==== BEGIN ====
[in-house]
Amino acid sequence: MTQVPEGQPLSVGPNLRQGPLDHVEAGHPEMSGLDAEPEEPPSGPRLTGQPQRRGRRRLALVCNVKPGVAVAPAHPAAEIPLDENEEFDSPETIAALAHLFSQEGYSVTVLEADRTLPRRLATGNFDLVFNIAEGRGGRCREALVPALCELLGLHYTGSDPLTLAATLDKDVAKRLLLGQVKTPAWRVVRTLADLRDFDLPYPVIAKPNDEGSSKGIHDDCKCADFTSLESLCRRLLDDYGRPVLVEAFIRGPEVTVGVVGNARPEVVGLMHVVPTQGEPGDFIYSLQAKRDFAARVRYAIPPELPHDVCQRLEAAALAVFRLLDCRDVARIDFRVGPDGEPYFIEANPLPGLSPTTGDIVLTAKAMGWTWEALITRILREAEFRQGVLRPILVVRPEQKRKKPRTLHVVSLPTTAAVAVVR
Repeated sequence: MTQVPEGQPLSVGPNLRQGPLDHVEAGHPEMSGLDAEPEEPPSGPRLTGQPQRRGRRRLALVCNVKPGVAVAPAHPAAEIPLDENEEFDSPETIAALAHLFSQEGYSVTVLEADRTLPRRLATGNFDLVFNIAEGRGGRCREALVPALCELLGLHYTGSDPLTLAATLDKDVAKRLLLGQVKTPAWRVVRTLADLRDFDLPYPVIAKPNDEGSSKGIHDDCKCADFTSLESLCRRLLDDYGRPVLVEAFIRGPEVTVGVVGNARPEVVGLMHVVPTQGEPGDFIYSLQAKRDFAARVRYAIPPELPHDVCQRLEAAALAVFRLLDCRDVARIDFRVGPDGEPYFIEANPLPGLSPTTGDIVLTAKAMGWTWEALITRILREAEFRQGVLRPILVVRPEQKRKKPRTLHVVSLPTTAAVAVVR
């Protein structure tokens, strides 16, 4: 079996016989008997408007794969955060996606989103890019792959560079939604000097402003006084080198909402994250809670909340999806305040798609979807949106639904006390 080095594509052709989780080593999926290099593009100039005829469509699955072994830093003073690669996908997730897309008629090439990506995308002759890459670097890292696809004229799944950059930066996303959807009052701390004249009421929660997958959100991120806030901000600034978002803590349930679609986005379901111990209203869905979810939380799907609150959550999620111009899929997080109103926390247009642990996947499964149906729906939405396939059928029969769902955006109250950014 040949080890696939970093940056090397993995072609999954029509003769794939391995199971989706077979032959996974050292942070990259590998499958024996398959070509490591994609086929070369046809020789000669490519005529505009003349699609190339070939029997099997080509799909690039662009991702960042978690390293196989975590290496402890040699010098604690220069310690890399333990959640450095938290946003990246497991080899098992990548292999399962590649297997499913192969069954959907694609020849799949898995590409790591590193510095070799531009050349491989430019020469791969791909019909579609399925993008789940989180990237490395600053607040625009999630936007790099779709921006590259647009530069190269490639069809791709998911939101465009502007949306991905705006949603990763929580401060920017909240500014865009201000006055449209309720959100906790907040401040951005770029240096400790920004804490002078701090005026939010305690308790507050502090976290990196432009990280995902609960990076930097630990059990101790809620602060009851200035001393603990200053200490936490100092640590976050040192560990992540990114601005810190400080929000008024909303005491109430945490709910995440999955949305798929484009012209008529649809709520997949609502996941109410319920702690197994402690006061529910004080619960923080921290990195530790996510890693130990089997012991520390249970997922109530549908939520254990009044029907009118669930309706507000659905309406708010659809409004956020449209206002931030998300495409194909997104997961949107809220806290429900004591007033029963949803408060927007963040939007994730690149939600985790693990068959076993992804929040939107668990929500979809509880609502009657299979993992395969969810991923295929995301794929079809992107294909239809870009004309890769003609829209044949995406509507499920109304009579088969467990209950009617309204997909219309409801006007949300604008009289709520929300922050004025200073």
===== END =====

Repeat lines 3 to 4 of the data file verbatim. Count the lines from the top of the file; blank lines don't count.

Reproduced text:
Repeated sequence: MTQVPEGQPLSVGPNLRQGPLDHVEAGHPEMSGLDAEPEEPPSGPRLTGQPQRRGRRRLALVCNVKPGVAVAPAHPAAEIPLDENEEFDSPETIAALAHLFSQEGYSVTVLEADRTLPRRLATGNFDLVFNIAEGRGGRCREALVPALCELLGLHYTGSDPLTLAATLDKDVAKRLLLGQVKTPAWRVVRTLADLRDFDLPYPVIAKPNDEGSSKGIHDDCKCADFTSLESLCRRLLDDYGRPVLVEAFIRGPEVTVGVVGNARPEVVGLMHVVPTQGEPGDFIYSLQAKRDFAARVRYAIPPELPHDVCQRLEAAALAVFRLLDCRDVARIDFRVGPDGEPYFIEANPLPGLSPTTGDIVLTAKAMGWTWEALITRILREAEFRQGVLRPILVVRPEQKRKKPRTLHVVSLPTTAAVAVVR
């Protein structure tokens, strides 16, 4: 079996016989008997408007794969955060996606989103890019792959560079939604000097402003006084080198909402994250809670909340999806305040798609979807949106639904006390 080095594509052709989780080593999926290099593009100039005829469509699955072994830093003073690669996908997730897309008629090439990506995308002759890459670097890292696809004229799944950059930066996303959807009052701390004249009421929660997958959100991120806030901000600034978002803590349930679609986005379901111990209203869905979810939380799907609150959550999620111009899929997080109103926390247009642990996947499964149906729906939405396939059928029969769902955006109250950014 040949080890696939970093940056090397993995072609999954029509003769794939391995199971989706077979032959996974050292942070990259590998499958024996398959070509490591994609086929070369046809020789000669490519005529505009003349699609190339070939029997099997080509799909690039662009991702960042978690390293196989975590290496402890040699010098604690220069310690890399333990959640450095938290946003990246497991080899098992990548292999399962590649297997499913192969069954959907694609020849799949898995590409790591590193510095070799531009050349491989430019020469791969791909019909579609399925993008789940989180990237490395600053607040625009999630936007790099779709921006590259647009530069190269490639069809791709998911939101465009502007949306991905705006949603990763929580401060920017909240500014865009201000006055449209309720959100906790907040401040951005770029240096400790920004804490002078701090005026939010305690308790507050502090976290990196432009990280995902609960990076930097630990059990101790809620602060009851200035001393603990200053200490936490100092640590976050040192560990992540990114601005810190400080929000008024909303005491109430945490709910995440999955949305798929484009012209008529649809709520997949609502996941109410319920702690197994402690006061529910004080619960923080921290990195530790996510890693130990089997012991520390249970997922109530549908939520254990009044029907009118669930309706507000659905309406708010659809409004956020449209206002931030998300495409194909997104997961949107809220806290429900004591007033029963949803408060927007963040939007994730690149939600985790693990068959076993992804929040939107668990929500979809509880609502009657299979993992395969969810991923295929995301794929079809992107294909239809870009004309890769003609829209044949995406509507499920109304009579088969467990209950009617309204997909219309409801006007949300604008009289709520929300922050004025200073």